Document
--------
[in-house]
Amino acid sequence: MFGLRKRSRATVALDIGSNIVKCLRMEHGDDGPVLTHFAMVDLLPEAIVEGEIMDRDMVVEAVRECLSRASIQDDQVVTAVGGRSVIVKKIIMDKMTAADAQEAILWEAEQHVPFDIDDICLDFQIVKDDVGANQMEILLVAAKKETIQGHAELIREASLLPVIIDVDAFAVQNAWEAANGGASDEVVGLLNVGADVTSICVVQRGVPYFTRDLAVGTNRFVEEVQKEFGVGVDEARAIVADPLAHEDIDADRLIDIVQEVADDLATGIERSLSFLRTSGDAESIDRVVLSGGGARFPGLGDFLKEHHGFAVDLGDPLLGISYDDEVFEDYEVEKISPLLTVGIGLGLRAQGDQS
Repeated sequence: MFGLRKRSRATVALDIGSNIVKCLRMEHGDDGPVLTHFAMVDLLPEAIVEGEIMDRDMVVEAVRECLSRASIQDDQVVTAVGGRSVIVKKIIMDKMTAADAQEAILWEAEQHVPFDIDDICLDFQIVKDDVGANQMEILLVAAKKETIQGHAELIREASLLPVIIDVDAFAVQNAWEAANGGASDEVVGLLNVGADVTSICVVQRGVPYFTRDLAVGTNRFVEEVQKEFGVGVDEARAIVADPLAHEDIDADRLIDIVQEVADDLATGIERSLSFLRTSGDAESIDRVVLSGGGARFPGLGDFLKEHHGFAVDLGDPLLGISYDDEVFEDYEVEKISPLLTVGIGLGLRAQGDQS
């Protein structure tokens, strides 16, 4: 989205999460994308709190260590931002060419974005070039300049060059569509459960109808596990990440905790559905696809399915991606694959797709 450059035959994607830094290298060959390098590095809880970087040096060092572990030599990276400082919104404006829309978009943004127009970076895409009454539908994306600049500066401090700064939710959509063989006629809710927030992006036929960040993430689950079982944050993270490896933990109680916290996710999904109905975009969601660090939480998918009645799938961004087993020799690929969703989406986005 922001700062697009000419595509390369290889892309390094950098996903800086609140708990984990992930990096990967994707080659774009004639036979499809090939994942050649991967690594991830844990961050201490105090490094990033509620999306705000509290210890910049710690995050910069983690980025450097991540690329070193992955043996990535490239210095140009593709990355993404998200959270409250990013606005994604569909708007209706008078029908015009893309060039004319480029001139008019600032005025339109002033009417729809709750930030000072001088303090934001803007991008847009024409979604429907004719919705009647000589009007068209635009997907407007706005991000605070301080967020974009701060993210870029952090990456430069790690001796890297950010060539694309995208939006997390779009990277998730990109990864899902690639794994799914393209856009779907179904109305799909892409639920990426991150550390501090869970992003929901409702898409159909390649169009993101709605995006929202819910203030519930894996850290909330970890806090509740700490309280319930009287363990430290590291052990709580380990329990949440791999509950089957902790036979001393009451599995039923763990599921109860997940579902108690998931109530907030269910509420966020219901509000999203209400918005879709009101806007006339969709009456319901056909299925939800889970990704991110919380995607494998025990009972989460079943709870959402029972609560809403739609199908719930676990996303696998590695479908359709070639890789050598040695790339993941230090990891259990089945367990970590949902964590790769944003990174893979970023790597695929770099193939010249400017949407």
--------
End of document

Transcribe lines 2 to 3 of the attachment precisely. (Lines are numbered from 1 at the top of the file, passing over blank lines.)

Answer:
Amino acid sequence: MFGLRKRSRATVALDIGSNIVKCLRMEHGDDGPVLTHFAMVDLLPEAIVEGEIMDRDMVVEAVRECLSRASIQDDQVVTAVGGRSVIVKKIIMDKMTAADAQEAILWEAEQHVPFDIDDICLDFQIVKDDVGANQMEILLVAAKKETIQGHAELIREASLLPVIIDVDAFAVQNAWEAANGGASDEVVGLLNVGADVTSICVVQRGVPYFTRDLAVGTNRFVEEVQKEFGVGVDEARAIVADPLAHEDIDADRLIDIVQEVADDLATGIERSLSFLRTSGDAESIDRVVLSGGGARFPGLGDFLKEHHGFAVDLGDPLLGISYDDEVFEDYEVEKISPLLTVGIGLGLRAQGDQS
Repeated sequence: MFGLRKRSRATVALDIGSNIVKCLRMEHGDDGPVLTHFAMVDLLPEAIVEGEIMDRDMVVEAVRECLSRASIQDDQVVTAVGGRSVIVKKIIMDKMTAADAQEAILWEAEQHVPFDIDDICLDFQIVKDDVGANQMEILLVAAKKETIQGHAELIREASLLPVIIDVDAFAVQNAWEAANGGASDEVVGLLNVGADVTSICVVQRGVPYFTRDLAVGTNRFVEEVQKEFGVGVDEARAIVADPLAHEDIDADRLIDIVQEVADDLATGIERSLSFLRTSGDAESIDRVVLSGGGARFPGLGDFLKEHHGFAVDLGDPLLGISYDDEVFEDYEVEKISPLLTVGIGLGLRAQGDQS